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The beginning of a slow death for the British healthcare system

For years I’ve been a staunch defender of the NHS in Great Britain. When Germans speak questioningly (or sometimes downright badly) of it, I’ve always said it provides fair, efficient, good quality care for the patients and is brilliant for the doctors.

Brilliant for the doctors because of the excellent, well-planned teaching it delivers to its medical students.

Brilliant because of the on-the-job training it offers its junior doctors, well integrated alongside the service they provide for patients.

Brilliant because of its centrally organized junior doctor training program that requires doctors to work in a mixture of super-sized university hospitals and smaller district generals, allowing them to learn to deal with varying levels of resources and to get used to working with bosses with different methods and ideas.

Brilliant because of the research and audit which is incorporated into each clinical role, however big or small the hospital.

Brilliant because of the chance to very often work in a team of international doctors and allied health-care professionals.

But for years, the NHS has been in trouble. Largely it seems because of poor management. Possibly because such a system is not sustainable.

There have been signs of it floundering, but the NHS machine has trundled along – mainly due to the commitment, diligence and good will of all its workers.

This is about to change big time.

A government seeking to cut costs has had the idea to change the pay scale of doctors. Out of office hours work was previously financially rewarded on a different scale to care of patients during normal office hours. Henceforth however, doctors should be paid the same regardless of whether they are in work on a Monday morning or missing a day spent with the family on Saturday to be in work. This means up to a 30-40% pay cut for some for exactly the same work at anti-social hours. This is being shamefully sold to the public as a move towards better round the clock care.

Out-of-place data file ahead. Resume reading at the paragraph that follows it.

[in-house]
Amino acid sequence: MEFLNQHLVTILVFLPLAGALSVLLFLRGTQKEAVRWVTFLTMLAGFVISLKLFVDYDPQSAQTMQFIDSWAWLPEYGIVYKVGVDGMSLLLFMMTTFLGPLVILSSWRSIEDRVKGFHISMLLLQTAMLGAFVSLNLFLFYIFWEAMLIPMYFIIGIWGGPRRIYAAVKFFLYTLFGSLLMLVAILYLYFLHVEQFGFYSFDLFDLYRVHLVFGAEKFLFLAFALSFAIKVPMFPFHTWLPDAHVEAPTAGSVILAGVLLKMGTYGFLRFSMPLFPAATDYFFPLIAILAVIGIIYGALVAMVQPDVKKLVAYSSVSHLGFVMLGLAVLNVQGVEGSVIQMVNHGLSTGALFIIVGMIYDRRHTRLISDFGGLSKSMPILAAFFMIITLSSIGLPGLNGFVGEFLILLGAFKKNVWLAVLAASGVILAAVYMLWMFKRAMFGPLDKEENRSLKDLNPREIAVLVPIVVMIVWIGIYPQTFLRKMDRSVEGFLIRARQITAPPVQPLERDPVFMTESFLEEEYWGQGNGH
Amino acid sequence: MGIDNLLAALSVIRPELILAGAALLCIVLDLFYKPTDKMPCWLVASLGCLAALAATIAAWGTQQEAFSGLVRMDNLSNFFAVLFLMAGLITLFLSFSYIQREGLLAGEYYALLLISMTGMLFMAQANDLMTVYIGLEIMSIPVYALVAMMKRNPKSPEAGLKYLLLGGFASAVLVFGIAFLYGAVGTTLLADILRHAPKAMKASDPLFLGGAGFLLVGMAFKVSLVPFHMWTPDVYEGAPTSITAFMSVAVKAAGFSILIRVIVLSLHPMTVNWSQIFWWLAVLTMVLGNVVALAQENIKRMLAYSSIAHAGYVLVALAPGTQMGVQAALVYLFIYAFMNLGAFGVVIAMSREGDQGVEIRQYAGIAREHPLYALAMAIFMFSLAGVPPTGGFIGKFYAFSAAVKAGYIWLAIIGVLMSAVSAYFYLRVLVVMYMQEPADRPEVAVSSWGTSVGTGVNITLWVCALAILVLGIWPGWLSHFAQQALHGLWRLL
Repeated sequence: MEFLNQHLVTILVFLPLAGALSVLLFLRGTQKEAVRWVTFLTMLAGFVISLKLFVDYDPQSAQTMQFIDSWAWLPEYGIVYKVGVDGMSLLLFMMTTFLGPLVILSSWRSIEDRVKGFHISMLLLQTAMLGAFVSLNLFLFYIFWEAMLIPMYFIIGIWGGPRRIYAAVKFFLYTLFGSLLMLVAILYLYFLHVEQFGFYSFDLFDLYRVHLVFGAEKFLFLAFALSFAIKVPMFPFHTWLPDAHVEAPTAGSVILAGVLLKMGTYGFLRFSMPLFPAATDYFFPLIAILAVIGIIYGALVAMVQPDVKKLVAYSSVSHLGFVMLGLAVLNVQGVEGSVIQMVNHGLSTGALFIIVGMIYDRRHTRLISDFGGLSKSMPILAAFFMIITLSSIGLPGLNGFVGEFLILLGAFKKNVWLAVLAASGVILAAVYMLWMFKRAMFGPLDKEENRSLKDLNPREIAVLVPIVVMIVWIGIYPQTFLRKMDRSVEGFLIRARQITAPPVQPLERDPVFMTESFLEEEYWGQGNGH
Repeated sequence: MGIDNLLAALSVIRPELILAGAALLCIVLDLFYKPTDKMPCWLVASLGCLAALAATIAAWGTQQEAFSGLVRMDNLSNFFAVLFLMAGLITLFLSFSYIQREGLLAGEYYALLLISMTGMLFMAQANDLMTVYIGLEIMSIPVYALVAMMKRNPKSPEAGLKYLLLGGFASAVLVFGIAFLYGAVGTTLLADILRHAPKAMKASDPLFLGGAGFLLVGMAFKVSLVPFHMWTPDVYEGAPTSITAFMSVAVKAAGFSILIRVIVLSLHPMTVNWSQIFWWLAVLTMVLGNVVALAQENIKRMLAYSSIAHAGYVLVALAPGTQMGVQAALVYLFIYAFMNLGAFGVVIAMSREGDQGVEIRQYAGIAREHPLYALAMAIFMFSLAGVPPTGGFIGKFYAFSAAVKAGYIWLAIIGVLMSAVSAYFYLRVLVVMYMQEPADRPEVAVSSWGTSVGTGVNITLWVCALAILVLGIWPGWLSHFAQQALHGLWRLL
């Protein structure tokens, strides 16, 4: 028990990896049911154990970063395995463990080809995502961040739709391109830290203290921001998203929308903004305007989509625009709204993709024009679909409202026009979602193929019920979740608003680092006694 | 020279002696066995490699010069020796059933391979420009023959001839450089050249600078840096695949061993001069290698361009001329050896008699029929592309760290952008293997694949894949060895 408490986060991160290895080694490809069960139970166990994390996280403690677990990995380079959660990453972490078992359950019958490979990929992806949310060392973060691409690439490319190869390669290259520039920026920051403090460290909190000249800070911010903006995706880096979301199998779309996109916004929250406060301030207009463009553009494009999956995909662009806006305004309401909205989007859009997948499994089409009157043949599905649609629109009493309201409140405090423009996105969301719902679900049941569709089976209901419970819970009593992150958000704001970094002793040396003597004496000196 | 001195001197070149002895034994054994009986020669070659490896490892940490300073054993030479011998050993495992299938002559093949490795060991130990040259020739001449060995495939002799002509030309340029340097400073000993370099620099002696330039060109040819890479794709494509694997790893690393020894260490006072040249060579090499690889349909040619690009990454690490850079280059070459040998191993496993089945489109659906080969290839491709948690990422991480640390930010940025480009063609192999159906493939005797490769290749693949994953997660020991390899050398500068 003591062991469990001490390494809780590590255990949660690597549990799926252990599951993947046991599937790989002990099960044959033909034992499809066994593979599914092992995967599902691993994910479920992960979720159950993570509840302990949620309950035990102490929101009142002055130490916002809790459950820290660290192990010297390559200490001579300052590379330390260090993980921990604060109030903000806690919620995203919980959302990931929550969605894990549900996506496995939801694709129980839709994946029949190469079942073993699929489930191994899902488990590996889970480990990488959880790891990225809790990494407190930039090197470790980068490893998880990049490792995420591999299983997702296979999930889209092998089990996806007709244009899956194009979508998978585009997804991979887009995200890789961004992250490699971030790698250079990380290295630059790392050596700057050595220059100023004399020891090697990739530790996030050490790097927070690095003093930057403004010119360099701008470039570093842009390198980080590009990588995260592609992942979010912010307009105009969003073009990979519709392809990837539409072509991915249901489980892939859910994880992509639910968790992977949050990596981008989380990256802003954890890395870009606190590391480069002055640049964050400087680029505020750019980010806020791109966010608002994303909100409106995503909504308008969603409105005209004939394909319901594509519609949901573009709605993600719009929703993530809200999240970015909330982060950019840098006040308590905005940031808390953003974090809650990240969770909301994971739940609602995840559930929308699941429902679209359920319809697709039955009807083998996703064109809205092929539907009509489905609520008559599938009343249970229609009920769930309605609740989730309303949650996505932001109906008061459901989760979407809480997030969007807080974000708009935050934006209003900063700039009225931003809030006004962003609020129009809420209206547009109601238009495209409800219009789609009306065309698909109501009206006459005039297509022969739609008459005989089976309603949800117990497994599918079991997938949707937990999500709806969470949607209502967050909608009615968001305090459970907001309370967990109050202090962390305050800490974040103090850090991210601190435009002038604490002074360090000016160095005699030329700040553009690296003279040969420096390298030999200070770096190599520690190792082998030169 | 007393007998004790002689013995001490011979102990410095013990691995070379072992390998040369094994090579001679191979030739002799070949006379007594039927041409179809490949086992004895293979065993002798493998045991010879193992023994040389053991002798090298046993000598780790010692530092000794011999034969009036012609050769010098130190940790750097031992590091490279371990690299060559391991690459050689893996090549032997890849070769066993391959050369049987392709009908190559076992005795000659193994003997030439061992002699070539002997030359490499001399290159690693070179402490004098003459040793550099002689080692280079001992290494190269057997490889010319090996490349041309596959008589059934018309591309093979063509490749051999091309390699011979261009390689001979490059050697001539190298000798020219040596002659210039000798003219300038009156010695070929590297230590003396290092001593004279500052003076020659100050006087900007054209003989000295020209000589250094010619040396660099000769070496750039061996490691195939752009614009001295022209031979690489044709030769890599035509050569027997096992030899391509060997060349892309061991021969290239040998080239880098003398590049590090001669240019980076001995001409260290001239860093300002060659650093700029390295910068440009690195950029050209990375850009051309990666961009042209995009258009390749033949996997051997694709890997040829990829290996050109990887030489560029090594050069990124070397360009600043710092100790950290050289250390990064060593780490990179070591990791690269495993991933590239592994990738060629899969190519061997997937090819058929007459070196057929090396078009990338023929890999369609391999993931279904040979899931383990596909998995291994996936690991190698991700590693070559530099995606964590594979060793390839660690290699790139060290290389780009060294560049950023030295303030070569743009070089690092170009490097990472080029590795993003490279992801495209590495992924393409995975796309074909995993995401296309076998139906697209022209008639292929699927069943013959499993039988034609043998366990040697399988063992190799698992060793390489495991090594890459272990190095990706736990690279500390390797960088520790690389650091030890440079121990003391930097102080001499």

But with this move, the good will is quite understandably coming to an end. Doctors are on the march. They have taken to the streets and to social media platforms. Yesterday 20,000 doctors (and seemingly every single one of my doctor friends on Facebook) turned up in protest to a rally in London against the proposed new contract.

And it’s not just about the money. Doctors (along with nurses, teachers) have had a pay freeze for the past 5 years already and haven’t really been heard to grumble about it. At the core is the lack of value that the state-based system places on its workers, the fear that the quality of doctors will suffer with the proposed changes (with many bound to consider better options abroad or in another branch altogether) and the suspicion that the NHS is being surreptitiously pushed towards privatisation.

From the viewpoint of a partly privatised healthcare system here in Germany, I don’t see this as being all evil. The question is if this is the end of the NHS as we know it.

Welcome Refugees

„Since when are you interested in nature programmes?“ asked my husband as I flicked on ‚Planet Earth‘ on Netflix.